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DIY Advanced Paper Shadow in Photoshop

I have an idea for a tutorial.

The following Photoshop tutorial shows how to apply realistic drop shadows to photos. Once satisfied with your result, you can slice your image up and, using CSS rules, apply creative shadows, hence 3d effect, to any image, Drupal block, Drupal box, etc. Similar tutorials are all over the web — well, not exactly, but there are many. However, I had difficulty understanding the best of them. I clarified the whole process for myself, and have decided to dump it here. Lovely photo. Attached is my Photoshop CS2 file.

Here is my tutorial, scanned from an Hilroy loose-leaf.

Full tutorial.

Just kidding! Although this image sums it up really well, you may not be able to read it. You'll end up with four layers (as shown on the scan), with 'effects' applied to the two top layers.

Let's go through the process step by step.

  1. Create a new document in Photoshop. Any 'ol version of Photoshop will do. You'll either create your new document as transparent or pre-fill it with some color. Does not matter. However, you might want to create it right off in larger proportions than your photo's. To give you some room. Of course, you can fix it all later using Image → Canvas Size (ALT-CTRL-C in Windows). Me, I created a 800 by 600 pixels document with 72 ppi, pre-filled with white.

    Your bottom layer.

  2. Go head and open your photo in Photoshop. Then place your photo in your Untitled document. Know how? Select the layer where your photo is — that layer is probably locked, that's fine, then drag it and drop it onto the window of your Untitled document. This will effectively add a new layer to your Untitled document, on which your photo will reside. Now I realize, doin' it on my end, that my photo is not in 72 ppi, so it is way too big. So I delete my new layer, and resize my photo first (in its own document) using Image → Image Size (ALT-CTRL-I in Windows) and setting the Resolution to 72 ppi. Then I reselect the layer and drag & drop it onto my other document. Done.

    Your layer 2 has been added.

    I now have 2 layers. I rename my bottom layer to 'background' and my top layer to 'photo'.

    Your layers panel.

  3. Now comes the fun part, in which we'll create the shadow. This shadow will reside on its own layer, and we will *not* use any effect to create it. Go ahead and create a new layer (SHIFT-CTRL-N in Windows), and name that layer 'shadow'.

    Here is our next goal: create a selection that we will fill with black-ness, and we'll start by shaping this selection after our photo's outline. So, go and select the 'photo' layer. Then, go to Select → Load Selection. In the 'Load Selection' dialog that'll pop up, select 'photo Transparency' as 'Channel'. Click OK. You now have a blinking selection surrounding your photo.

    The next goal is to create a path out of this selection. We want to change the shape of our selection. Once we're happy with the shape, we'll turn in into a selection again and fill it with black-ness. So, how do we do it? Press 'M' to use the Marquee tool. Place your cursor over your image, right click, and from the context menu select 'Make Work Path...' (with Tolerance set to 2.0 pixels). You've now created a path out of your selection.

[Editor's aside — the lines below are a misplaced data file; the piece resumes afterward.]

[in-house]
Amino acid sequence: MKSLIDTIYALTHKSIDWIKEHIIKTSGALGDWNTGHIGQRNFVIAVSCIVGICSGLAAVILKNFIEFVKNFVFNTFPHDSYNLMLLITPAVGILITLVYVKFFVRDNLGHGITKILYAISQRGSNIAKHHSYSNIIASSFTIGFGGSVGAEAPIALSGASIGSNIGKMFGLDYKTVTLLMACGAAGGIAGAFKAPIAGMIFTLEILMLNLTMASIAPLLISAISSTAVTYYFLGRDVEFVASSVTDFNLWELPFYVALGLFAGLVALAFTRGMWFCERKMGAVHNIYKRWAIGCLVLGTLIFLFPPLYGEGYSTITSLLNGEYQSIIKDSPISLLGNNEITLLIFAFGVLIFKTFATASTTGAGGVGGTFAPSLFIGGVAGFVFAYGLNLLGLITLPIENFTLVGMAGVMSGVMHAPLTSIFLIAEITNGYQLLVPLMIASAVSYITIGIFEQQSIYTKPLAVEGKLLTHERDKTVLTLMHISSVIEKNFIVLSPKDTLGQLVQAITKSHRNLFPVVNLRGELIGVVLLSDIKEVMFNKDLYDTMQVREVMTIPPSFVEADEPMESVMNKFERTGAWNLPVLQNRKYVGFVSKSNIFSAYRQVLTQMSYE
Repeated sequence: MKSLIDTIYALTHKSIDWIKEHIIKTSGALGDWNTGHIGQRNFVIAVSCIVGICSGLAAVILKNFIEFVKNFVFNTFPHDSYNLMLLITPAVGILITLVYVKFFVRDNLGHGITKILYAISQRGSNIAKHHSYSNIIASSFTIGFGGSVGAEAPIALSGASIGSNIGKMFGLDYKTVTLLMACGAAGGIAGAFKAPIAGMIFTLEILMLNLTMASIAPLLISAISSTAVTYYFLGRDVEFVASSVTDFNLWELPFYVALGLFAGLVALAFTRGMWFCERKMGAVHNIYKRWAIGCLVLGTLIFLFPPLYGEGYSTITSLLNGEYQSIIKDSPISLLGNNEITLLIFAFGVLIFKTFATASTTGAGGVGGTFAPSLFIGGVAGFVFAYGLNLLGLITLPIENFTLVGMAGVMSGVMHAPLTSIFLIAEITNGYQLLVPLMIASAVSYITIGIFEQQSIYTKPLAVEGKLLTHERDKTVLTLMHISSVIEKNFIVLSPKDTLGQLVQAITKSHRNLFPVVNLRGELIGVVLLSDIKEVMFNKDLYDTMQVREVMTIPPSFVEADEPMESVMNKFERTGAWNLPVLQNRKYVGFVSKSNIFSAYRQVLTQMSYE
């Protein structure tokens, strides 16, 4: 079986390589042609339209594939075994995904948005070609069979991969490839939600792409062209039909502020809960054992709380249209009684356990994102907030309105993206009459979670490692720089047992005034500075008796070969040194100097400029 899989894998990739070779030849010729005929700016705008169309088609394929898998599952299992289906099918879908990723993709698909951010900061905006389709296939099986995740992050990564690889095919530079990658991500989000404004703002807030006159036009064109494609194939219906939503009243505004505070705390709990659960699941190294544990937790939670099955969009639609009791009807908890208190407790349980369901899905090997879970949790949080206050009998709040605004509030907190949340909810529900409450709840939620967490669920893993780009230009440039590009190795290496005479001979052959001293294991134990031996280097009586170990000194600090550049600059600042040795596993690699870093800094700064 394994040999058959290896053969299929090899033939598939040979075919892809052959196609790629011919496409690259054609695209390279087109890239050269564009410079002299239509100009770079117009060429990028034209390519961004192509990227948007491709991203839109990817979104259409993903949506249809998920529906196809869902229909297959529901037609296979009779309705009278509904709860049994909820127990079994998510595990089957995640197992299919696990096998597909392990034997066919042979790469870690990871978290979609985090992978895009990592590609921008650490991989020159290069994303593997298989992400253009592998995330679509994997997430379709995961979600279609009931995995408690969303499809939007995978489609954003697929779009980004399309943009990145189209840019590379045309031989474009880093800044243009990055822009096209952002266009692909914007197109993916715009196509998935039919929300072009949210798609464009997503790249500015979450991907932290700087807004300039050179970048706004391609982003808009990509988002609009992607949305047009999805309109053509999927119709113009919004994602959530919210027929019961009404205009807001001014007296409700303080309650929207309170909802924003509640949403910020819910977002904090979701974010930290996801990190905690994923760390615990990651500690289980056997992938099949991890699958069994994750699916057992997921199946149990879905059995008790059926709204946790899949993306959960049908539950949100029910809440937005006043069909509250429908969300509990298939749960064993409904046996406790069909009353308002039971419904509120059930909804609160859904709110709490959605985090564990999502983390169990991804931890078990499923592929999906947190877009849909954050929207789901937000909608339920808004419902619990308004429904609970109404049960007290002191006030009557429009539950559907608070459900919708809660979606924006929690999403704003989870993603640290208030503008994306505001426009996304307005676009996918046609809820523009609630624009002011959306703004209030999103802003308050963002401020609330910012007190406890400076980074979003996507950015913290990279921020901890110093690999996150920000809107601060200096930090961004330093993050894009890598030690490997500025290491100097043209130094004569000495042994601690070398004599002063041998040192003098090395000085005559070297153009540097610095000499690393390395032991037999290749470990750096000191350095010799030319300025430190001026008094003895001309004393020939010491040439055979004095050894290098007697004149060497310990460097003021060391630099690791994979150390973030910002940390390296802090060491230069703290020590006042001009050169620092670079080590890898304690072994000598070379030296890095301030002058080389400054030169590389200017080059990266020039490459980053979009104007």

Tools used to play with the shadow path

    To distort the path, we'll use these tools: the Direct Selection Tool and the Convert Point Tool. Press 'A' to grab the Direct Selection Tool. Select the top left point of your path. You might have to click twice. You'll know that your point is selected when its little square has turned gray — as opposed to the other 3 points along the path. Move that point away from the photo. Use the Convert Point Tool (from your Tools box, just below) to change that 90-degrees corner to one with handlebars. Play with the handlebars using the Direct Selection Tool. To break the connection between the 2 handlebars of a point, you have to select one of the 2 handlebars with the Convert Point Tool. (And there is another way to achieve this, but I forget...) Repeat the procedure for the other 3 points. At the end, you'll end up with something like this:

    Your path.

    Notice on the last screen capture that the bottom left point is selected: it is gray.

    Important: make sure that there is 1 or many sides to your photo where the shadow is hidden, not showing *at all*. Why? Because if you don't do that — and there is a shadow showing all around your image — your photo will look as if it is floating on the page. That ain't too realistic.

    Now we will turn this path into a selection again. Access the 'Paths' panel, and click on the selection icon, shown here:

    Your path.

    We will now fill our selection with black-ness. Make sure that your 'shadow' layer is selected. Then go to Edit → Fill. Select 'Black' from the drop-down. Then deselect all (CTRL-D). Set the Opacity of your 'shadow' layer to ~50%, right now or later. Then, apply a Gaussian blur to your layer. Make sure that when you apply this filter your shadow is no longer selected, because if it's still selected your filter will only apply to your selection, and we want to apply the 'blur' to the entire layer. You'll end up with a layer that looks like this, when others layers are hidden from view:

    Your shadow after a gaussian blur has been applied.

    We now have 3 layers. Reorder your layers so that the shadow is under the photo.

    Your layers panel.